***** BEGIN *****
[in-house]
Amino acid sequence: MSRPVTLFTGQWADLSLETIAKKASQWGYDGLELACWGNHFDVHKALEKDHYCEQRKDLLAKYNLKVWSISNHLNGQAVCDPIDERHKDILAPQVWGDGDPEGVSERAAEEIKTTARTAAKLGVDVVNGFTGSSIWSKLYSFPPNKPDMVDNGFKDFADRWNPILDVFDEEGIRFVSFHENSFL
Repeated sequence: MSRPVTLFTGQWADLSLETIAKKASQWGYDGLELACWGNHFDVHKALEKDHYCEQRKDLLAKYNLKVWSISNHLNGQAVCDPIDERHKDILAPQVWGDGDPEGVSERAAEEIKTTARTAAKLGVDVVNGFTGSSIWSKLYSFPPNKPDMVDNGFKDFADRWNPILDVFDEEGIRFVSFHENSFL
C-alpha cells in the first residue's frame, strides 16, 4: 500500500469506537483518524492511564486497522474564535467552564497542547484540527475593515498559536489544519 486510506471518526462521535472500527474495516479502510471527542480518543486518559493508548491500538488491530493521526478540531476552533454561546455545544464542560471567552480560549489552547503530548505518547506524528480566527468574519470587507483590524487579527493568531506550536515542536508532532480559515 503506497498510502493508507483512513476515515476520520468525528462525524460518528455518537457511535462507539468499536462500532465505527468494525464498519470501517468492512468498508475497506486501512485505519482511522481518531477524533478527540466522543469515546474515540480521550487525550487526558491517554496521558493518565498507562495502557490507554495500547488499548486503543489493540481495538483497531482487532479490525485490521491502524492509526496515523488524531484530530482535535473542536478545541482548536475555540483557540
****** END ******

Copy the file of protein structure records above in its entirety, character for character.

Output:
[in-house]
Amino acid sequence: MSRPVTLFTGQWADLSLETIAKKASQWGYDGLELACWGNHFDVHKALEKDHYCEQRKDLLAKYNLKVWSISNHLNGQAVCDPIDERHKDILAPQVWGDGDPEGVSERAAEEIKTTARTAAKLGVDVVNGFTGSSIWSKLYSFPPNKPDMVDNGFKDFADRWNPILDVFDEEGIRFVSFHENSFL
Repeated sequence: MSRPVTLFTGQWADLSLETIAKKASQWGYDGLELACWGNHFDVHKALEKDHYCEQRKDLLAKYNLKVWSISNHLNGQAVCDPIDERHKDILAPQVWGDGDPEGVSERAAEEIKTTARTAAKLGVDVVNGFTGSSIWSKLYSFPPNKPDMVDNGFKDFADRWNPILDVFDEEGIRFVSFHENSFL
C-alpha cells in the first residue's frame, strides 16, 4: 500500500469506537483518524492511564486497522474564535467552564497542547484540527475593515498559536489544519 486510506471518526462521535472500527474495516479502510471527542480518543486518559493508548491500538488491530493521526478540531476552533454561546455545544464542560471567552480560549489552547503530548505518547506524528480566527468574519470587507483590524487579527493568531506550536515542536508532532480559515 503506497498510502493508507483512513476515515476520520468525528462525524460518528455518537457511535462507539468499536462500532465505527468494525464498519470501517468492512468498508475497506486501512485505519482511522481518531477524533478527540466522543469515546474515540480521550487525550487526558491517554496521558493518565498507562495502557490507554495500547488499548486503543489493540481495538483497531482487532479490525485490521491502524492509526496515523488524531484530530482535535473542536478545541482548536475555540483557540